Artificial Intelligence Art is on the Rise

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Photo Taken From thedatascientist.com

A robot stares at an art piece of a robot. This piece was created by Samson Vowles and published on Dribble, a social network for digital artists.

According to Merriam-Webster, art is “the conscious use of skill and creative imagination especially in the production of aesthetic objects”. Traditionally, art is viewed as the product that is produced by the hands of an artist. This includes paintings, drawings, sculptures and many other forms of fine art. 

However, in more recent years, many traditional artists have seen their creative sphere change. As humans and technology continue to advance, a new form of digital art has emerged into the world: artificial intelligence art.

Artificial intelligence art, more commonly referred to as AI art, is defined as any artwork that is constructed with the helping hand of artificial intelligence, a line of computer technology in which the focal point is to manufacture instruments that mirror human acumen.  

The creation of AI art can be used through a software that robotizes the artist’s procedure with a code, rather than by the use of human hands. These softwares, including NightCafe Creator, Wombo Dream and Starry AI, utilize algorithms to then generate digital art.

A blue castle sits upon a lake. This art piece was created using the software NightCafe with the style “NightCafe.”
(Photo By Isabella Bernabeo )

Most of these softwares are relatively simple to use, allowing anyone to immediately become an artist. The majority of AI art generators follow the same procedure: the artist enters a text prompt, such as “blue castle,” picks their preferred style of art that the software provides and the portrait will appear on the screen in just a few seconds.   

However, making AI art isn’t as easy as it sounds. Junior Barbara Castano, an artist at Sage Creek, comments on how difficult it is to use these softwares correctly. 

“I like it, but it’s pretty hard to use,” Castano said. “I tried to search up something, and this blurry thing came out with a bunch of swirls.” 

With the never-ending evolution of technology, many traditional artists are worried that AI art has gone too far and will soon engulf old forms of artistry. AI art has even gone as far as winning art contests.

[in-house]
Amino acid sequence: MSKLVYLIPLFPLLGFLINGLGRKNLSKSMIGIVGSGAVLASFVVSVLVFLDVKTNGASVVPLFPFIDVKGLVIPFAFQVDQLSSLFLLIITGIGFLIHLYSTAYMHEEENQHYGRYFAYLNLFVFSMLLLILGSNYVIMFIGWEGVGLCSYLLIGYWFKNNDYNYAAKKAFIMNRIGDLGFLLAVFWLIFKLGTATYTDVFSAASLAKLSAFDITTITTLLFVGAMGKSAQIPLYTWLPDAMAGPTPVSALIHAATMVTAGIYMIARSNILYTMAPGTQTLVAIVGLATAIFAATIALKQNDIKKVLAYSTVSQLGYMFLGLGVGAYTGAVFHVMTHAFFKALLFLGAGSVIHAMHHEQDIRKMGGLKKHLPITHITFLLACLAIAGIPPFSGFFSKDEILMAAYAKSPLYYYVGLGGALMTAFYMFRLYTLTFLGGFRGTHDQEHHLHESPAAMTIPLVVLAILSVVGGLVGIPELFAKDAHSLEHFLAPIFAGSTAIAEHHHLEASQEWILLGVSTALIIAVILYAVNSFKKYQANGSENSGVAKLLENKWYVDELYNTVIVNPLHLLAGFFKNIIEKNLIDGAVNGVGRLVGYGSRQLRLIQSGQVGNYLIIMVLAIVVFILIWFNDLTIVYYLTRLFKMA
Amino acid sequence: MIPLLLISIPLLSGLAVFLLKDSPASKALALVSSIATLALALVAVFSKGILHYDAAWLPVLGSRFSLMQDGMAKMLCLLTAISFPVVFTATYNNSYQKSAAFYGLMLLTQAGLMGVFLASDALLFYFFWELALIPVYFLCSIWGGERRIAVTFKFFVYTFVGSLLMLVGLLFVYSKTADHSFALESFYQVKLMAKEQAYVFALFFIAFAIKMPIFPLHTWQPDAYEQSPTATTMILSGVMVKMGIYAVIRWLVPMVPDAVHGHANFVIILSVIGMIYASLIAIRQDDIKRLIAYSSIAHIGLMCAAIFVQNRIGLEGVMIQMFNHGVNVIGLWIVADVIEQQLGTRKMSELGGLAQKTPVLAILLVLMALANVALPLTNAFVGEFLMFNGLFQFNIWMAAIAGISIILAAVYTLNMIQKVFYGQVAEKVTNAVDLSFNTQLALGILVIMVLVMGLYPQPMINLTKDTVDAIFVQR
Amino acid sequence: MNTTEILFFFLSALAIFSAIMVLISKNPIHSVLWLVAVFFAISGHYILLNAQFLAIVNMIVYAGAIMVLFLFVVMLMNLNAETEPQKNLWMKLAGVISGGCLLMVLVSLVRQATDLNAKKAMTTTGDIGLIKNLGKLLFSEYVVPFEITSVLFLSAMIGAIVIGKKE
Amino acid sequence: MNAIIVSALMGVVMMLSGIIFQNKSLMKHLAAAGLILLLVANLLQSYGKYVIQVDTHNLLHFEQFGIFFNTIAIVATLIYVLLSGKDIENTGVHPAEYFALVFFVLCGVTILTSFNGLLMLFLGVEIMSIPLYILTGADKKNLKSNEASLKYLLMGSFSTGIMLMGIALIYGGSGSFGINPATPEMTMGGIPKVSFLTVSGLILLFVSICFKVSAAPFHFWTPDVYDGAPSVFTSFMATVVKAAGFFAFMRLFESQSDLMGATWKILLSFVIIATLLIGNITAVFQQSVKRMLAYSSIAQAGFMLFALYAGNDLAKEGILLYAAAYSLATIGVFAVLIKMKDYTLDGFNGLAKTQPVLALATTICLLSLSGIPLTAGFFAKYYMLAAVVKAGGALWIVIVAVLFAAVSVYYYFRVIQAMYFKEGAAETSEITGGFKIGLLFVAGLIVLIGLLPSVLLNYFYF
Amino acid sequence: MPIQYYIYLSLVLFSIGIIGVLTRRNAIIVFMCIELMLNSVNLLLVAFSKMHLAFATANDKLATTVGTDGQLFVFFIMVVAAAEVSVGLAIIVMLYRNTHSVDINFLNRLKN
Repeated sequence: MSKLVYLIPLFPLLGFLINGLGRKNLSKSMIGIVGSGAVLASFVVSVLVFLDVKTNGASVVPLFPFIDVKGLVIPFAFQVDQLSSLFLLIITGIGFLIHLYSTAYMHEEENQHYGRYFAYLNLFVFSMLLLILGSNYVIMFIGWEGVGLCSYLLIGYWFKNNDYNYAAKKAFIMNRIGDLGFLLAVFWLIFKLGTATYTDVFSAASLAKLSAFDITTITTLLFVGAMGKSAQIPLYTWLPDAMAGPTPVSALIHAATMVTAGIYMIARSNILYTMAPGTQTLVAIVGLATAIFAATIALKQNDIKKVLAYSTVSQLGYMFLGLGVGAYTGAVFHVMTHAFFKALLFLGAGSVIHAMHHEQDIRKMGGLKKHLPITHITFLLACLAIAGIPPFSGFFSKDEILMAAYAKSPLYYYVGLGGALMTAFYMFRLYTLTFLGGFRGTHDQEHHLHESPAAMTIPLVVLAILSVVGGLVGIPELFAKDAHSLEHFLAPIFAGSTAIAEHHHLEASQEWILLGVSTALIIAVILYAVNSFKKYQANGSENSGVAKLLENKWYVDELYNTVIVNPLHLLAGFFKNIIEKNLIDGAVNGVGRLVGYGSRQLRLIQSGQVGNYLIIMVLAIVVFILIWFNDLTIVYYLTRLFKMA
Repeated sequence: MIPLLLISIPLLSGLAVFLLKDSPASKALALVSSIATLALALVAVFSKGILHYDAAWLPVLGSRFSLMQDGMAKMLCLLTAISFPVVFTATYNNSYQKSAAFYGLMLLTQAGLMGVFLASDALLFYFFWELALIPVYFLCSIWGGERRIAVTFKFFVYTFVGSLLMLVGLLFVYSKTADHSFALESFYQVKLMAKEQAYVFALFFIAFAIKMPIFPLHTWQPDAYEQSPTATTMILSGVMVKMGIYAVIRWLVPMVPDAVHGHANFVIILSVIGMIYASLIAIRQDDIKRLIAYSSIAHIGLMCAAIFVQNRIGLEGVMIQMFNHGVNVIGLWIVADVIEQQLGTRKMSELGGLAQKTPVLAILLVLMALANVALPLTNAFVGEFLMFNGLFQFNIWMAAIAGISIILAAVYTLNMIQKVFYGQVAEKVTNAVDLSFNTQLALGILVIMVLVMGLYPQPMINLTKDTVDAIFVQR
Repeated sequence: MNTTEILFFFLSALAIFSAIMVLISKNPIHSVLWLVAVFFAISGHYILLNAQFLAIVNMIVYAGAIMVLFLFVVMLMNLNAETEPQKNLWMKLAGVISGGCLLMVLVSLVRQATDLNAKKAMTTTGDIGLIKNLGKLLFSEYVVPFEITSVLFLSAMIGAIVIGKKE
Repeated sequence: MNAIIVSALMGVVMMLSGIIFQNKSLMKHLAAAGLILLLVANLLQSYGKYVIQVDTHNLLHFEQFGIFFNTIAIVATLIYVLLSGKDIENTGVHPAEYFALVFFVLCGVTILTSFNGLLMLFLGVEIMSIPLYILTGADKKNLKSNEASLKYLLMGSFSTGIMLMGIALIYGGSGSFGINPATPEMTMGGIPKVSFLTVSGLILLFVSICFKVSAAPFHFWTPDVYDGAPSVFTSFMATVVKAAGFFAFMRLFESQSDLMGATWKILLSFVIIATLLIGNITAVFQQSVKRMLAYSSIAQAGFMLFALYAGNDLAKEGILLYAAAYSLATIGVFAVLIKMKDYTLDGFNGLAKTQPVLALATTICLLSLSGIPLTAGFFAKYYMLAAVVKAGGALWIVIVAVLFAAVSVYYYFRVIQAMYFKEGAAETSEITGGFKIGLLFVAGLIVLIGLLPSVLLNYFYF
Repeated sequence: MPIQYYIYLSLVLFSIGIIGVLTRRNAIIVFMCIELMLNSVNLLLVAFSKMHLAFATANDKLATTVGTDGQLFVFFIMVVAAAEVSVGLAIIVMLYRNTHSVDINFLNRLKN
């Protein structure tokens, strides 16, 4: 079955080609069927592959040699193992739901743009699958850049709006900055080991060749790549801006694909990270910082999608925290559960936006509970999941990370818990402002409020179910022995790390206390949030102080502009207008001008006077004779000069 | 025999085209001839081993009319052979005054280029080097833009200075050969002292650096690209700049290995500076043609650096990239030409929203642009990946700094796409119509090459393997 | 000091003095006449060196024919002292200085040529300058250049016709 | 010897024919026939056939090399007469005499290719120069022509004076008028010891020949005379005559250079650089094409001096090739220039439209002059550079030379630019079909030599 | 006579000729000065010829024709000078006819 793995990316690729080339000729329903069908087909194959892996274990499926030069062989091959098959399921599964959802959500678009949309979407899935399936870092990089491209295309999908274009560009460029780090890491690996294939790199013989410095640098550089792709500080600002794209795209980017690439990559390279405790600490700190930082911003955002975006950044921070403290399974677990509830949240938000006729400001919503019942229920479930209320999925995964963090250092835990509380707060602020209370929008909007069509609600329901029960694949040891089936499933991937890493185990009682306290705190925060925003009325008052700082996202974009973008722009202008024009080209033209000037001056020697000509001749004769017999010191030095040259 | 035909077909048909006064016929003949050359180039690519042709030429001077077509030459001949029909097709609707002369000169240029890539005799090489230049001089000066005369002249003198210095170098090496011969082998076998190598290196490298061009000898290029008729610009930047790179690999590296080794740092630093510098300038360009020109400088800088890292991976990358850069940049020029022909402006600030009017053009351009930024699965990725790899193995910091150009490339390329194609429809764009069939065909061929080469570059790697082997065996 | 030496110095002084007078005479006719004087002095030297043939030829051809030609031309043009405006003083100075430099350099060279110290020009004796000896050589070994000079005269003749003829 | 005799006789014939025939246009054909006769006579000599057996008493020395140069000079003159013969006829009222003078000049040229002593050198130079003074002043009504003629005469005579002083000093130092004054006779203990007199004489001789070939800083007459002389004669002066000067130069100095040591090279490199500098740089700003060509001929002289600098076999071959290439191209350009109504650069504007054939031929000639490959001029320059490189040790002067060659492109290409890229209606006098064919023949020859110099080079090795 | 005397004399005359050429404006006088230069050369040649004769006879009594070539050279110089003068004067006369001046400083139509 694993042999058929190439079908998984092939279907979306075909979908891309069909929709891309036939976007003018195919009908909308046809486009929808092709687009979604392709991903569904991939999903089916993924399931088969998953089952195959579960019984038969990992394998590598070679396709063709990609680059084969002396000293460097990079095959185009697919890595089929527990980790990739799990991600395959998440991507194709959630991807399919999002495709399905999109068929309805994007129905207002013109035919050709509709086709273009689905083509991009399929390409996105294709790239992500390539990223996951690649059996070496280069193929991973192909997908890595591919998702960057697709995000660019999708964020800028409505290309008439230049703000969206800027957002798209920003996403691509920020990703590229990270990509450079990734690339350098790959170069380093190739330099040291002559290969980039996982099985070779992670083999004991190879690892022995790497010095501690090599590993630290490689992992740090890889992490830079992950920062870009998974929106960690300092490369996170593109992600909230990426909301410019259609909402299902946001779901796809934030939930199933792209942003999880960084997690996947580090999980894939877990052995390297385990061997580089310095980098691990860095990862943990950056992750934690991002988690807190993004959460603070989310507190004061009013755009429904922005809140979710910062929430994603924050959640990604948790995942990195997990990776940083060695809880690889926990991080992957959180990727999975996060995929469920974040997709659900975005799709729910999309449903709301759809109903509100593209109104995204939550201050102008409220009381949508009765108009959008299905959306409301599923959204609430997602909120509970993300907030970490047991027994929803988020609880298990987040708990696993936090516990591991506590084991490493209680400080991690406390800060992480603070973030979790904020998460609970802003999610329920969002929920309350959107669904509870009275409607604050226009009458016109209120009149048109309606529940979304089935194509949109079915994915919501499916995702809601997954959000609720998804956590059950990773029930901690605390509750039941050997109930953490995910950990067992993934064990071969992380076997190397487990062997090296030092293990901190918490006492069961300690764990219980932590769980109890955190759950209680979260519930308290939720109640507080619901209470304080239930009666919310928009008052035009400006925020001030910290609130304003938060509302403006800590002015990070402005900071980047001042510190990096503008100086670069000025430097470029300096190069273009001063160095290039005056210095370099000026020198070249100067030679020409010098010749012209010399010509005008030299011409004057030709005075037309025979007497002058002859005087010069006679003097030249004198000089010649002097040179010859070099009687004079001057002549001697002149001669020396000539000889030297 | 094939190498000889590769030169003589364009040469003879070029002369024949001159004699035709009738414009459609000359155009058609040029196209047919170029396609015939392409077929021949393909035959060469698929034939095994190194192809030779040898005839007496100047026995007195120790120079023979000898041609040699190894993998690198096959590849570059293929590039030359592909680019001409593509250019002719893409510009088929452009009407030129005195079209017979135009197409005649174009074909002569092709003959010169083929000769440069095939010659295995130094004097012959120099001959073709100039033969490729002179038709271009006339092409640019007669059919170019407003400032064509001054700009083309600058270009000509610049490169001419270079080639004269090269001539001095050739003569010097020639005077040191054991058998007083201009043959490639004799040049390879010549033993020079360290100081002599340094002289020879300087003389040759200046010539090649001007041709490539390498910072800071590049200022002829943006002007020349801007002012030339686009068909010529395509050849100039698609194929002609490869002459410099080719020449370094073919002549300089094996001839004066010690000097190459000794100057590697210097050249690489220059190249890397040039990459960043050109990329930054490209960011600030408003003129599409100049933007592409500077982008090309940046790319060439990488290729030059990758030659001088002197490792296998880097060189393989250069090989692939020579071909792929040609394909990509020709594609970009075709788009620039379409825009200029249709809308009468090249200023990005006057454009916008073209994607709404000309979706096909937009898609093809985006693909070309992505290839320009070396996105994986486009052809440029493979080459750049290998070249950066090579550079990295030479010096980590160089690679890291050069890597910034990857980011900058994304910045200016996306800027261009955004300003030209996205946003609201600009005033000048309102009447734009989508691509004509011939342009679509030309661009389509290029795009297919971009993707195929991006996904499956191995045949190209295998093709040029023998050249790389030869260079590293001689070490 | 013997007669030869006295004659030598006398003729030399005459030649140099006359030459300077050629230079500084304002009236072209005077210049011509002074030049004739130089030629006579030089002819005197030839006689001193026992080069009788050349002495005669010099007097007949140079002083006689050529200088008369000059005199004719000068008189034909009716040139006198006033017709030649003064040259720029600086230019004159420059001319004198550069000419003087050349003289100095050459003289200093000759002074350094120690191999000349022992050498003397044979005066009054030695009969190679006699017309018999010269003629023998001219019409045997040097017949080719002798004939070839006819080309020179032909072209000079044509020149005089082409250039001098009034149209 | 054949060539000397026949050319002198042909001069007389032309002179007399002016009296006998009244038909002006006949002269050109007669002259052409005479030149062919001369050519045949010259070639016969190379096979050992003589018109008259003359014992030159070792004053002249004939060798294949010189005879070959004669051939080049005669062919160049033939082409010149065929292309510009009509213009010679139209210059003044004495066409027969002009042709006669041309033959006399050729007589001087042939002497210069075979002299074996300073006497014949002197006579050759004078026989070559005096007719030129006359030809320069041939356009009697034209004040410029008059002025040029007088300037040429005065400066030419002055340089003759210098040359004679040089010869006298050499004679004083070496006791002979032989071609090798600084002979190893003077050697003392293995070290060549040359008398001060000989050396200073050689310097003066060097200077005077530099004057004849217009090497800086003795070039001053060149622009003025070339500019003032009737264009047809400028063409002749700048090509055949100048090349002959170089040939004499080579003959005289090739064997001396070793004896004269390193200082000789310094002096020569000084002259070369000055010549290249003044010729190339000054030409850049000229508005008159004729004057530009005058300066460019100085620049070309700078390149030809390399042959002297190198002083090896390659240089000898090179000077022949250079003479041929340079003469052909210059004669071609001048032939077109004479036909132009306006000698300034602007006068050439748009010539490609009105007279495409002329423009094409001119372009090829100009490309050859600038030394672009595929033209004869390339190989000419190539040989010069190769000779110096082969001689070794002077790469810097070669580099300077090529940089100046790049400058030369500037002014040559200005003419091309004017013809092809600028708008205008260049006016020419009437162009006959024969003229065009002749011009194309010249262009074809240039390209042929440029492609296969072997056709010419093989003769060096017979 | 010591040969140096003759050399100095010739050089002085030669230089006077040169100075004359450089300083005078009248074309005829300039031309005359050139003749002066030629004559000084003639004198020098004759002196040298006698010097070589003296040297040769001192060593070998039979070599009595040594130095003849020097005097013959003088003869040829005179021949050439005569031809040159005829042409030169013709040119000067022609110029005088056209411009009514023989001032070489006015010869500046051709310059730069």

At the 2022 Colorado State Fair’s yearly art competition, AI artist Jason M. Allen won a blue ribbon as well as a $300 prize for his art piece titled “Théâtre D’opéra Spatial,” which was created with Midjourney, an AI art software. Soon after the winners were revealed, many other artists took to Twitter to share their views. 

“We’re watching the death of artistry unfold right before our eyes,” Twitter user OmniMorpho wrote.

A girl stands while looking out the window. AI artist Jason M. Allen created this piece with the AI art software Midjourney. (Photo Taken From nytimes.com)

However, Allen defended himself from the many harsh comments stating: “I’m not going to apologize for it. I won, and I didn’t break any rules.”

So is AI art “real” art? The use of artificial intelligence to create artwork may lack the emotion and originality that is heavily displayed with other art forms, but AI art can still influence and inspire humans the way drawings or paintings do. 

Freshman artist Keira Casey believes that this new generation of artistry does constitute authentic artwork.   

“I think that some people are scared that it might be replacing more traditional art, but I don’t think it necessarily is cheating,” Casey said. “I’m sure lots of people thought that digital photography was cheating at one time, but I think it could be used to create art.”

Will AI art overrun what art used to be? Art teacher Megan Herrick trusts that digital artwork will coexist with more traditional forms of art instead of outshining it. 

“I think there’s always going to be a place and an appreciation for what art has been, like the history of working with paints, but I can see that progress is inevitable,” Herrick said. “Art shouldn’t fit into one or two categories, art is everything and everywhere.”